Insurer trade body ABI has updated the guidelines for member insurers on critical illness in an attempt to improve customer understanding of a product that is struggling on sales.
The guidelines have no legal status so the trade body relies on the goodwill of insurers. Despite being released in February 2011, have until December 2012 to implement them.
This new statement seeks to improve the clarity and understanding of the total permanent disability cover in critical illness insurance policies. While this extension, which some insurers offer automatically, but others only offer as an option, only represents 3% of all claims I, a high proportion of those claims in the past have been declined, which is highly distressing for customers making the claims. The ABI unsuccessfully tried to change the name of this extension, but insurers and advisors felt the name change and new definitions confused the situation even more.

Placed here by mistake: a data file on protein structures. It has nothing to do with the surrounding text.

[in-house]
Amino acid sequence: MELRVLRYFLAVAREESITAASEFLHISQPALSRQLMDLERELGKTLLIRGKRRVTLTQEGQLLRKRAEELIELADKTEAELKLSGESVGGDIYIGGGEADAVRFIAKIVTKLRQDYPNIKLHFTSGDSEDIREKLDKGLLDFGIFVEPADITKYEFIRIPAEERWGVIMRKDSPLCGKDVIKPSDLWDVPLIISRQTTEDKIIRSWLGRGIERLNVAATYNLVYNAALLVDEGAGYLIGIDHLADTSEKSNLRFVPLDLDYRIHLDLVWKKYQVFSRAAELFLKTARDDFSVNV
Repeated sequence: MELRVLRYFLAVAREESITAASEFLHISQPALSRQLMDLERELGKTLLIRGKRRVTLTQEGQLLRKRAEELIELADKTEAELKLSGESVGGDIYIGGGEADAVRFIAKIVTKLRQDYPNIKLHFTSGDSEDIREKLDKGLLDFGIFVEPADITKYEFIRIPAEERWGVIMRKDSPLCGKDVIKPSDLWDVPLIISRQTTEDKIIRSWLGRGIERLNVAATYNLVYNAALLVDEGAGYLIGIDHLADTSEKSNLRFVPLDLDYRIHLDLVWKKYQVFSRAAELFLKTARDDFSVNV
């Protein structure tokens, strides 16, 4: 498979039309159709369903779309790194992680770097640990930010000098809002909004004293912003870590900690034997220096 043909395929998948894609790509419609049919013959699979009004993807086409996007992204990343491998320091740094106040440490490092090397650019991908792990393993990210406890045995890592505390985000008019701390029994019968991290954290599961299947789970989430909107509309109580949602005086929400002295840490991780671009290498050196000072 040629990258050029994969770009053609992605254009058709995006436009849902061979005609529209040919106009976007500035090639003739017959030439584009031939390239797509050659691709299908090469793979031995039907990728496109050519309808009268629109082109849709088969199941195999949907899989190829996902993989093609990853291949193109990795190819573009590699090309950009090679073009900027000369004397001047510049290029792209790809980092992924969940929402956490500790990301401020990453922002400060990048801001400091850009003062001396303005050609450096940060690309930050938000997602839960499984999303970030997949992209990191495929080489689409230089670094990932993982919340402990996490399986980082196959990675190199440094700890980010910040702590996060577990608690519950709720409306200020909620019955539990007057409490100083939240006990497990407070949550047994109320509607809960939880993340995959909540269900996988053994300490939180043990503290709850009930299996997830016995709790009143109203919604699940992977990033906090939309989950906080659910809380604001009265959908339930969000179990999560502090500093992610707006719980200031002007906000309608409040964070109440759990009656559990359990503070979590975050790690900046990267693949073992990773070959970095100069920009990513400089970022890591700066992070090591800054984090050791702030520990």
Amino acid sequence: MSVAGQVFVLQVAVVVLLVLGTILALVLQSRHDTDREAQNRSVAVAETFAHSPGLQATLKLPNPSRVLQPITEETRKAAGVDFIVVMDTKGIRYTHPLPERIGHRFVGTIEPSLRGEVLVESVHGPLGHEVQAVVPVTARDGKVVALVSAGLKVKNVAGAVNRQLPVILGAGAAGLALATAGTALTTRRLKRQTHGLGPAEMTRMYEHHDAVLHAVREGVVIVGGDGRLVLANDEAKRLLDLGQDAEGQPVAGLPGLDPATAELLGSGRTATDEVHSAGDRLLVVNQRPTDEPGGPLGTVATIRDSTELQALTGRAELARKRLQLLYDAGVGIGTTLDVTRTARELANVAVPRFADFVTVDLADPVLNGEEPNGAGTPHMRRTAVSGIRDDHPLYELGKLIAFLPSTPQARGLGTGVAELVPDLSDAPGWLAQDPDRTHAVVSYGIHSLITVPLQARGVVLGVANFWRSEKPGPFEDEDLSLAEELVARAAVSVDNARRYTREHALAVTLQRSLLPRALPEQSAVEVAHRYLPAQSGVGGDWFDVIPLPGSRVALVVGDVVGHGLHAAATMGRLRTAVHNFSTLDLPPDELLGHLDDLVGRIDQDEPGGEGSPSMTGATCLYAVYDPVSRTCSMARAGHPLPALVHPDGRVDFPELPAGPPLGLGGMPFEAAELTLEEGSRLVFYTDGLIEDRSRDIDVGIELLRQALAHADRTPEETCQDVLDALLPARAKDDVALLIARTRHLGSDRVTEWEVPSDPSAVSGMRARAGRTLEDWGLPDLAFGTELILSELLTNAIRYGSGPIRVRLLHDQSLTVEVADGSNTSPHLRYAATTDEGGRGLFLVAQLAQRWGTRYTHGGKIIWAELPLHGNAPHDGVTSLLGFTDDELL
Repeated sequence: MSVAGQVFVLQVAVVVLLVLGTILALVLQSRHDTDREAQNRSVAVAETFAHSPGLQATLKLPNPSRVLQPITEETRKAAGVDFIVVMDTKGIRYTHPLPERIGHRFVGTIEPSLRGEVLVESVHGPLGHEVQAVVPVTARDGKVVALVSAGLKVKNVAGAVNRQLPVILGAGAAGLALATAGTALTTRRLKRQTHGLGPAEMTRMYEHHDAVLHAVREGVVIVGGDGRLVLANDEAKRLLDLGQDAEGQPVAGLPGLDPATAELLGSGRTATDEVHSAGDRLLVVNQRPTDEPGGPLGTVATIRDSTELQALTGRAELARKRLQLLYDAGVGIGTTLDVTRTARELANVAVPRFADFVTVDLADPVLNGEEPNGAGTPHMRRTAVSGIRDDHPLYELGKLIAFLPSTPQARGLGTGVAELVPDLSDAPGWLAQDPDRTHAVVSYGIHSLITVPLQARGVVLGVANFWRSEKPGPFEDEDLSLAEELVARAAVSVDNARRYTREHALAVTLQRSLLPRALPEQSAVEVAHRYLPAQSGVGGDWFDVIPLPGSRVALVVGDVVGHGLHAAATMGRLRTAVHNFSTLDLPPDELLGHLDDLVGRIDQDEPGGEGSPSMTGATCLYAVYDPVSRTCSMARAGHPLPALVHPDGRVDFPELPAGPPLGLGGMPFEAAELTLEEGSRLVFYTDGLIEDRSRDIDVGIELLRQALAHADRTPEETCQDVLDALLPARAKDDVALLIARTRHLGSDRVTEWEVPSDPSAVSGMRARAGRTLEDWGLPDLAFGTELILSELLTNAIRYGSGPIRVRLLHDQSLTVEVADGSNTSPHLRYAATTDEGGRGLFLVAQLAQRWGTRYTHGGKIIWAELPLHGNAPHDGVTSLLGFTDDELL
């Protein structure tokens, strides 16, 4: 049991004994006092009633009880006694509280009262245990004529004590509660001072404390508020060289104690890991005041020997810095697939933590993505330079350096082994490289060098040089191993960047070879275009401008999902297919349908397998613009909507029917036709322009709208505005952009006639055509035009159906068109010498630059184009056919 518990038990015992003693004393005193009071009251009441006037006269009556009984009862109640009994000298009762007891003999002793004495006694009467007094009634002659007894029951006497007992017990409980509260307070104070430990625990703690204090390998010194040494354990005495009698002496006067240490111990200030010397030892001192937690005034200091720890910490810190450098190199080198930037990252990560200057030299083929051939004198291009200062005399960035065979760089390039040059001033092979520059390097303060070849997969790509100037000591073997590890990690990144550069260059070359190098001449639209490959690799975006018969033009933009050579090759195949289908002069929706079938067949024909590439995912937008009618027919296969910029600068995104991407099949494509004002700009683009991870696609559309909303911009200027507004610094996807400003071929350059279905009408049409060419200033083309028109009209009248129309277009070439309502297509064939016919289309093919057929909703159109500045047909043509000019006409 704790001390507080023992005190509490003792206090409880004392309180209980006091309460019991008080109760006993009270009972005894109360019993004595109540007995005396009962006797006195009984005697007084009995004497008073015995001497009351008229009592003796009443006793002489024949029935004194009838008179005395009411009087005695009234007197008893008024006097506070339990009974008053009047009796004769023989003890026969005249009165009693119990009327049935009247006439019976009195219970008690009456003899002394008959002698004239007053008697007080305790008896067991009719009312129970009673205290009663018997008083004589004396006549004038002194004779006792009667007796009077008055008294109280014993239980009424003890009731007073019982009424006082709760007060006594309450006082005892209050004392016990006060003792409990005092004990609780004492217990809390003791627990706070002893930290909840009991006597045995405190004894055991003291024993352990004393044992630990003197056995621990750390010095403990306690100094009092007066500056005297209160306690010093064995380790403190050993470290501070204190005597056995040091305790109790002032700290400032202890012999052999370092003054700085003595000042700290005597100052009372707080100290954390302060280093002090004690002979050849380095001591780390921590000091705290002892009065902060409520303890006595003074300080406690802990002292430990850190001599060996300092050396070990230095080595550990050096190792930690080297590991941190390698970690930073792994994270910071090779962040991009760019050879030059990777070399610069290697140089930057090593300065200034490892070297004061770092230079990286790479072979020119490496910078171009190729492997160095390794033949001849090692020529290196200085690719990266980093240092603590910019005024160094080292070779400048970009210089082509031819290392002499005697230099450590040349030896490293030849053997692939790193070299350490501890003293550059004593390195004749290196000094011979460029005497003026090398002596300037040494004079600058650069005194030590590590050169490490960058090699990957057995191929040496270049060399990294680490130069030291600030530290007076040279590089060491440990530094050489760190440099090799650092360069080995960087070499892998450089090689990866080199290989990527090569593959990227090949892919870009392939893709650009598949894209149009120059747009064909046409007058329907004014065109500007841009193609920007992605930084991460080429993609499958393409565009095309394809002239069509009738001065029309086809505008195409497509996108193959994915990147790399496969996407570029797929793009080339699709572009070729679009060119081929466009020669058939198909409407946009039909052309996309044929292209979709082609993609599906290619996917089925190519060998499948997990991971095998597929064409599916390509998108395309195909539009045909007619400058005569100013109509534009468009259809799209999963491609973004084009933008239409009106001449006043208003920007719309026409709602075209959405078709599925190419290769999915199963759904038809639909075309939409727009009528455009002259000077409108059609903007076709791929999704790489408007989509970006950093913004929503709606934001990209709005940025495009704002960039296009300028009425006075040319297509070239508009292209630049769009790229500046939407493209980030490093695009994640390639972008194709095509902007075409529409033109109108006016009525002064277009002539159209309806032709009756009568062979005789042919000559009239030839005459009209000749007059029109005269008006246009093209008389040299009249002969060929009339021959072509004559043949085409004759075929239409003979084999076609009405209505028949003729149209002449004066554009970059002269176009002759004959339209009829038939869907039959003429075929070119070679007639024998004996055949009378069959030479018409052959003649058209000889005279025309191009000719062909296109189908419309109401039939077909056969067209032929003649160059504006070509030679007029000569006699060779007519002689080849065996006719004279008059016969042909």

The new statement of best practice for critical illness insurance includes:
- A new set of definitions for total permanent disability with more descriptive headings which will make the cover clearer, and support for an education plan to improve understanding and reduce the number of claims declined
- Change in wording to the terminal illness definition in the light of changing medical science, and clarity improvements to the cancer and Parkinson’s disease definitions
- The standardisation of the pre-existing conditions exclusion for children’s critical Illness insurance. For some insurers this condition is in the top five causes of claim, mostly for children diagnosed with leukaemia.
The ABI does not get involved in the design of policy wordings in other classes of insurance, so some consumer advocates argue that to do it on critical illness just removes insurer incentive for market innovation on a failing product.